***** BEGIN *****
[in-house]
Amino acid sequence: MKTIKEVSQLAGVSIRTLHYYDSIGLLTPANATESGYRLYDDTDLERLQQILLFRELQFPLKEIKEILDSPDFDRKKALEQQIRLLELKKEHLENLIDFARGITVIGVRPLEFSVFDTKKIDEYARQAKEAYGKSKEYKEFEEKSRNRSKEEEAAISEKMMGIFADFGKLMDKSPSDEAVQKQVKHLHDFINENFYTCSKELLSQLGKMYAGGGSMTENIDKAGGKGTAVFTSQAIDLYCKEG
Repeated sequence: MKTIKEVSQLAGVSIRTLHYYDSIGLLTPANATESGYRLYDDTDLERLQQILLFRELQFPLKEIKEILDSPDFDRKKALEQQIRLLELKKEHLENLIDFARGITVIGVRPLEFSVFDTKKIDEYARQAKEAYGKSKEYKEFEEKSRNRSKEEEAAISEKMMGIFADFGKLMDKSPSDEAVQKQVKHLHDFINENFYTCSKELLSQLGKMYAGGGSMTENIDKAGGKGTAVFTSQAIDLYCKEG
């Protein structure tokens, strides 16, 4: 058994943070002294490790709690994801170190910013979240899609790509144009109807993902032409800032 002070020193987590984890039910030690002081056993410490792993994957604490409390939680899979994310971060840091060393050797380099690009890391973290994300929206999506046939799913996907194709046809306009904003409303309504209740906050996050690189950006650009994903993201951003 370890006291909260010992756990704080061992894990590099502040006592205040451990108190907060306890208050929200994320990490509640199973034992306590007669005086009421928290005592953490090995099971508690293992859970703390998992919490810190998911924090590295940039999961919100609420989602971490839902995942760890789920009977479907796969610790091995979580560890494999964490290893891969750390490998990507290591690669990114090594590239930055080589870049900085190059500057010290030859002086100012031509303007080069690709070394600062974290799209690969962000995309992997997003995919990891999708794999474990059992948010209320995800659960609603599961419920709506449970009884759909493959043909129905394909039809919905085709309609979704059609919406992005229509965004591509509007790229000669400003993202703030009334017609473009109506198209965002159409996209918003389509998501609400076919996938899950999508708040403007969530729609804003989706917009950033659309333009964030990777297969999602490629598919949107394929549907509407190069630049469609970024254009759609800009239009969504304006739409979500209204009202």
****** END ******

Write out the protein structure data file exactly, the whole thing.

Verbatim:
[in-house]
Amino acid sequence: MKTIKEVSQLAGVSIRTLHYYDSIGLLTPANATESGYRLYDDTDLERLQQILLFRELQFPLKEIKEILDSPDFDRKKALEQQIRLLELKKEHLENLIDFARGITVIGVRPLEFSVFDTKKIDEYARQAKEAYGKSKEYKEFEEKSRNRSKEEEAAISEKMMGIFADFGKLMDKSPSDEAVQKQVKHLHDFINENFYTCSKELLSQLGKMYAGGGSMTENIDKAGGKGTAVFTSQAIDLYCKEG
Repeated sequence: MKTIKEVSQLAGVSIRTLHYYDSIGLLTPANATESGYRLYDDTDLERLQQILLFRELQFPLKEIKEILDSPDFDRKKALEQQIRLLELKKEHLENLIDFARGITVIGVRPLEFSVFDTKKIDEYARQAKEAYGKSKEYKEFEEKSRNRSKEEEAAISEKMMGIFADFGKLMDKSPSDEAVQKQVKHLHDFINENFYTCSKELLSQLGKMYAGGGSMTENIDKAGGKGTAVFTSQAIDLYCKEG
């Protein structure tokens, strides 16, 4: 058994943070002294490790709690994801170190910013979240899609790509144009109807993902032409800032 002070020193987590984890039910030690002081056993410490792993994957604490409390939680899979994310971060840091060393050797380099690009890391973290994300929206999506046939799913996907194709046809306009904003409303309504209740906050996050690189950006650009994903993201951003 370890006291909260010992756990704080061992894990590099502040006592205040451990108190907060306890208050929200994320990490509640199973034992306590007669005086009421928290005592953490090995099971508690293992859970703390998992919490810190998911924090590295940039999961919100609420989602971490839902995942760890789920009977479907796969610790091995979580560890494999964490290893891969750390490998990507290591690669990114090594590239930055080589870049900085190059500057010290030859002086100012031509303007080069690709070394600062974290799209690969962000995309992997997003995919990891999708794999474990059992948010209320995800659960609603599961419920709506449970009884759909493959043909129905394909039809919905085709309609979704059609919406992005229509965004591509509007790229000669400003993202703030009334017609473009109506198209965002159409996209918003389509998501609400076919996938899950999508708040403007969530729609804003989706917009950033659309333009964030990777297969999602490629598919949107394929549907509407190069630049469609970024254009759609800009239009969504304006739409979500209204009202």